By Madina Toure
Elected officials whose districts include College Point are speaking out against a possible plan by the de Blasio administration to put a new jail in the neighborhood, although the administration says nothing is set in stone.
DNAinfo reported last week that the city is considering a $7 billion plan that would transfer inmates out of Rikers Island and into renovated detention centers and two new jails in locations throughout the five boroughs.
One of the locations that the city is allegedly considering for a new jail is the space next to the Police Academy in College Point, DNAinfo said. The other site being explored is land in the Hunts Point section of the South Bronx, next to a jail barge known as the Vernon C. Bain Center, which would allegedly be closed under the plan.
The de Blasio administration said that when it is looking at how to improve the jail system, a range of locations are provided to show the challenges in identifying realistic sites, insisting that just because a location has been mentioned, that does not necessarily mean it is a possible spot for a jail.
“Creating a culture of safety in our jails is our top priority—today, not a year from now,” Monica Klein, deputy press secretary for the de Blasio administration, said. “While the city continues to examine whether Rikers Island’s closure is feasible, our focus today remains on reform of the correctional system that will make our jails safer now and into the future—whether at Rikers or elsewhere.”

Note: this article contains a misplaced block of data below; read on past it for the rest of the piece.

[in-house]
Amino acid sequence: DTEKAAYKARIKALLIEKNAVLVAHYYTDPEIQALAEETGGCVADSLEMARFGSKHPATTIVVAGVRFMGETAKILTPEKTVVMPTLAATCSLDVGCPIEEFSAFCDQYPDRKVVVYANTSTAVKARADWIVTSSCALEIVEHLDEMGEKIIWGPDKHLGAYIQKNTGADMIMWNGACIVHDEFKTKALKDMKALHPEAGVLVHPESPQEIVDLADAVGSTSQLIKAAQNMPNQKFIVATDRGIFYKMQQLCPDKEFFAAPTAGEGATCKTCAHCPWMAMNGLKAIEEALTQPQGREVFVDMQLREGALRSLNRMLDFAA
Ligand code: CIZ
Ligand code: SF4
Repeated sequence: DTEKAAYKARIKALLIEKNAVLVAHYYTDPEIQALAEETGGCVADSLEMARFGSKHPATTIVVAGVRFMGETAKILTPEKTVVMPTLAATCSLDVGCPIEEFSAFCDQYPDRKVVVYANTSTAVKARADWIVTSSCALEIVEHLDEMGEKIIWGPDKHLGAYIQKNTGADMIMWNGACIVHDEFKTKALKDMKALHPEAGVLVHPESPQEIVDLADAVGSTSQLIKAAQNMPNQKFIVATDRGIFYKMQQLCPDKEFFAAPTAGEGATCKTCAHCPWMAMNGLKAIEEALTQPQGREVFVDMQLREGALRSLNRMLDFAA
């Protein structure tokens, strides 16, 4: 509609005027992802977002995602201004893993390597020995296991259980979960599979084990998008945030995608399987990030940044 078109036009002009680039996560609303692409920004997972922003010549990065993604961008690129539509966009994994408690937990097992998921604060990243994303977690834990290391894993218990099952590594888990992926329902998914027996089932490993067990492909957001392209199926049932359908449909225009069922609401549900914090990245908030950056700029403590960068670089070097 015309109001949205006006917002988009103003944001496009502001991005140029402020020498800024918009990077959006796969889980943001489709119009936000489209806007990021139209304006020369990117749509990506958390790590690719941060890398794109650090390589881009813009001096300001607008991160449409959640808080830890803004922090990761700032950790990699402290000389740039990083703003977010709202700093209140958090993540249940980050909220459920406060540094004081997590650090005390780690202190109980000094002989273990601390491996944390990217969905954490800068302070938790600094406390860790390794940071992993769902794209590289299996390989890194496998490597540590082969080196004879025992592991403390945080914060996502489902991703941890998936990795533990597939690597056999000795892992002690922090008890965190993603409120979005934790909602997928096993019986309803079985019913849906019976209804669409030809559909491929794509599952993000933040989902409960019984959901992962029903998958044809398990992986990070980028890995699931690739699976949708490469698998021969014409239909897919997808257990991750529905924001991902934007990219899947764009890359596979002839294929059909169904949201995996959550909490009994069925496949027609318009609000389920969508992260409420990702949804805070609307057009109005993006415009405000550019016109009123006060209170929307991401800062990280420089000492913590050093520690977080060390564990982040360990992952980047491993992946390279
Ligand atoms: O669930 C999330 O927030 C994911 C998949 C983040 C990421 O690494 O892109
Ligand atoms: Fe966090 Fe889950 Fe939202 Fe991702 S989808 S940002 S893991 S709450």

In February, City Council Speaker Melissa Mark-Viverito (D-Manhattan) proposed a plan that would involve a commission that would look into ways to reduce the population at Rikers Island with the end goal of shutting down the complex. Mayor Bill de Blasio has said it would be logistically difficult to close Rikers Island and he wants to focus on reforming the corrections system.
State Sen. Tony Avella (D-Bayside) said he has no further details about the plan other than what has already been reported.
“I don’t know what sort of twisted logic the mayor’s implying to put these neighborhood jails throughout the entire city in various neighborhoods, but I would imagine that every single neighborhood is going to fight this tooth and nail,” Avella said. “The simple logistics of having up to 2,000 detainees in each one of these locations plus the financial cost of building facilities and the transporting back and forth just makes this proposal absurd.”
He said he received a couple of emails from his constituents about the jail, but he expects the complaints to increase as the news begins to sink in.
“I’m sure the outcry against the proposal will increase exponentially as time goes on…The rest of us consider this a joke but he may be serious,” he said. “This is the type of proposal that makes people say ‘one-term mayor.’”
State Assemblyman Michael Simanowitz (D-Flushing) said given that College Point is landlocked and congested, the proposal is “ludricous.”
“It’s been growing by leaps and bounds over the last number of years and the (College Point) Corporate Park specifically has become a convenient dumping ground for new development and relocation of Willets Point businesses,” Simanowitz said.
Reach reporter Madina Toure by e-mail at mtour